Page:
Chris Kraft No Fan of SLS — "The Beast"

Chris Kraft No Fan of SLS — "The Beast"

Chris Kraft, the iconic former director of NASA’s Johnson Space Center (JSC), is no fan of the Space Launch System (SLS) being built by NASA at the direction of Congress.  In an interview with the Houston Chronicle’s Eric Berger, Kraft leaves no doubt about his objections to “the beast.”

In the interview, Kraft cites not just the high cost of developing SLS, but of operating it.  “So what you’ve got is a beast of a rocket, that would give you all this capability, which you can’t build because you don’t have the money to build it in the first place, and you can’t operate it if you had it.”

His solution to building large spacecraft for future exploration beyond low Earth orbit is to use multiple launches of existing rockets like Atlas and Delta and conduct on-obit assembly, as was done with the International Space Station.   He also is an advocate for astronauts returning to the Moon instead of visiting an asteroid as proposed by President Obama.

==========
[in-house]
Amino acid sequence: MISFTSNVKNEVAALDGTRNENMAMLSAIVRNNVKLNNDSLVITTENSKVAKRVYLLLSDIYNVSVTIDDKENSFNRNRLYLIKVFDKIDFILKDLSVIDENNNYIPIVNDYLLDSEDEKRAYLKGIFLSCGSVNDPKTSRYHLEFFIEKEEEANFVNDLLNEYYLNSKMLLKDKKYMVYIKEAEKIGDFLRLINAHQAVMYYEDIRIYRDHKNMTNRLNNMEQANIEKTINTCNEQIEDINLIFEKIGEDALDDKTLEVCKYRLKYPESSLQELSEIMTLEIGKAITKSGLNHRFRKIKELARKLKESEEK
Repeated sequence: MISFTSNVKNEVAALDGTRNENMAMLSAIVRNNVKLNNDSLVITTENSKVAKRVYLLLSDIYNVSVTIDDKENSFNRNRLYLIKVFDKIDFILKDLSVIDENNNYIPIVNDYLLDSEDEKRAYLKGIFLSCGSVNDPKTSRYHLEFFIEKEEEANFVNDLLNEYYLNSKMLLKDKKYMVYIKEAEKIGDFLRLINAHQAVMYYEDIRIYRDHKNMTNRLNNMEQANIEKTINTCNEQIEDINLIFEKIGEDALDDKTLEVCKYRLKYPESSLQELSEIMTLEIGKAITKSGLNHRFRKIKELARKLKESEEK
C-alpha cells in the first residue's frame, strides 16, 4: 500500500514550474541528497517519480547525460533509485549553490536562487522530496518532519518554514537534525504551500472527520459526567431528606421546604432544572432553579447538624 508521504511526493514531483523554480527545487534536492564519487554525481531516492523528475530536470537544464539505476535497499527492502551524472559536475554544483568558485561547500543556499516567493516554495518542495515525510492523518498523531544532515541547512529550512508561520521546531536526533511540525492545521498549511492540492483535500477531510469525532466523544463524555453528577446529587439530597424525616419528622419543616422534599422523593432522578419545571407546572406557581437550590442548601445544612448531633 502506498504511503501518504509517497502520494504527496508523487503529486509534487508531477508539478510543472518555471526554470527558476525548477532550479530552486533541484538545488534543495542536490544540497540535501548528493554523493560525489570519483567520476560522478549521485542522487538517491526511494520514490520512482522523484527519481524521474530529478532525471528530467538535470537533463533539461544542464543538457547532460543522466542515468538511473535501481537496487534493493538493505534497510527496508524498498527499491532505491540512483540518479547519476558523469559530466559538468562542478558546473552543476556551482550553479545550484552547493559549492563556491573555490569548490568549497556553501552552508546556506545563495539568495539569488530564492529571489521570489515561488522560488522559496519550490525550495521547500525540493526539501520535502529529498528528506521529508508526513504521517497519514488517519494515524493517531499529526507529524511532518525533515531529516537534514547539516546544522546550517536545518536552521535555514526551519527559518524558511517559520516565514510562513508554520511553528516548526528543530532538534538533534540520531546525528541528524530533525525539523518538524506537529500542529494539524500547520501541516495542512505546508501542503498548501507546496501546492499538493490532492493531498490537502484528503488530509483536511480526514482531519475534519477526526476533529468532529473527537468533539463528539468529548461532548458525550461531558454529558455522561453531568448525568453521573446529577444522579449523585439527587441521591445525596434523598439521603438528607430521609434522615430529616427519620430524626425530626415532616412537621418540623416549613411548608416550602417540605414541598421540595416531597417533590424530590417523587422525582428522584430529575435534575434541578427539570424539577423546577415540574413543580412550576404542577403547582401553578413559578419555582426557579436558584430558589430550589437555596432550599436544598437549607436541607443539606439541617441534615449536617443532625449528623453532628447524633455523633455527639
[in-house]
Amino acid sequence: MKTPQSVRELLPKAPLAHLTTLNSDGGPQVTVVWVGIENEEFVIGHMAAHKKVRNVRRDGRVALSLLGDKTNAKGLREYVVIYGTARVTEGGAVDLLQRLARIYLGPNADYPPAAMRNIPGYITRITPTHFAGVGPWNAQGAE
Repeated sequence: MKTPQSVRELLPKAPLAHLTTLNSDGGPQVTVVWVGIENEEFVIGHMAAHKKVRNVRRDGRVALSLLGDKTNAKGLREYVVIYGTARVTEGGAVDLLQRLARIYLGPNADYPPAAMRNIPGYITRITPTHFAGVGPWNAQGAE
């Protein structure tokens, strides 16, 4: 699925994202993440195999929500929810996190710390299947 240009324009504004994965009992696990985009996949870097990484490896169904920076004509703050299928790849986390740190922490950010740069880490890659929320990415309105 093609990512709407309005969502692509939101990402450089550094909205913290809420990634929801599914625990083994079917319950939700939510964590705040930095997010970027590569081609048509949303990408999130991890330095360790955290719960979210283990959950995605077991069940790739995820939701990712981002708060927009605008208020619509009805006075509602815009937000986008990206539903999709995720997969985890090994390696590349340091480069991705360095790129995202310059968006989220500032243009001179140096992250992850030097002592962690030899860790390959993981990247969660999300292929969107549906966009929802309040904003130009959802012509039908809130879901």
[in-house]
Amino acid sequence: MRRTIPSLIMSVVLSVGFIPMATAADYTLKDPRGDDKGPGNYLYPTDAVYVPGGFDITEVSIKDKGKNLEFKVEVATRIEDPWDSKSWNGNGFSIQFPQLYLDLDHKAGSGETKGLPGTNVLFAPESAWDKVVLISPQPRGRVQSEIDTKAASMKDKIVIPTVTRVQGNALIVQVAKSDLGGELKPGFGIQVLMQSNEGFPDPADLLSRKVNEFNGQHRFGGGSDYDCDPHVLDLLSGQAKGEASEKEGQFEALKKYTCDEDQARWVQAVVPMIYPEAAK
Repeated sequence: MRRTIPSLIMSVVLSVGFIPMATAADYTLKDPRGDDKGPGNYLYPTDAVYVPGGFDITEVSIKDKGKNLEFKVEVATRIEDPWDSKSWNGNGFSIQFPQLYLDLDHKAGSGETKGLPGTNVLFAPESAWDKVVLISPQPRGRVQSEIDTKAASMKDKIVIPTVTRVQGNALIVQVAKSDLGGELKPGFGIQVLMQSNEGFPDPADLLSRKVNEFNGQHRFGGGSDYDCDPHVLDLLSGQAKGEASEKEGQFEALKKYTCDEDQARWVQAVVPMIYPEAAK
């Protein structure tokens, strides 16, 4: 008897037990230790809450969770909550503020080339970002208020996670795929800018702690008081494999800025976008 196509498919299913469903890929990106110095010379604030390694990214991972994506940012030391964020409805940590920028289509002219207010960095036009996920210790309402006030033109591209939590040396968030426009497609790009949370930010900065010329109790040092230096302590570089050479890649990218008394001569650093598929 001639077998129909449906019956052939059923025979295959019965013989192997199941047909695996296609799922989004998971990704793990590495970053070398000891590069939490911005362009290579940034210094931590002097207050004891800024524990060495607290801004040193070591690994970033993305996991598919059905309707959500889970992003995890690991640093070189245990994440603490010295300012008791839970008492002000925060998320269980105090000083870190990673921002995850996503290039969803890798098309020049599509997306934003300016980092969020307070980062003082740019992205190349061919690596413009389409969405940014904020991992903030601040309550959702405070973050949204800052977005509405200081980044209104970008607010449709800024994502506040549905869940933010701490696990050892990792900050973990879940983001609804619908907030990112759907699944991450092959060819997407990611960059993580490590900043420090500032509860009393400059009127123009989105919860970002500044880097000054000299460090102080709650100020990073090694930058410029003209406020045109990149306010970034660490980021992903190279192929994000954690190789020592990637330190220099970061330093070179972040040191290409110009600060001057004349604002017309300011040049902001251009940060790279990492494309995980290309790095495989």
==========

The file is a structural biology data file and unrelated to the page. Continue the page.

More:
Kraft joined the National Advisory Committee for Aeronautics (NACA) in 1945.  NASA was created in 1958 with NACA as its core and Kraft moved to the new agency.   He was the flight director for the first U.S. human spaceflights (the Mercury program) from Cape Canaveral and established the Mission Control Center at JSC that has been used ever since for human spaceflight missions.    Kraft rose to become Director of Flight Operations for the Apoillo program, and was named director of JSC in 1972.  He retired from NASA in 1982, but has remained active in the space community since that time.

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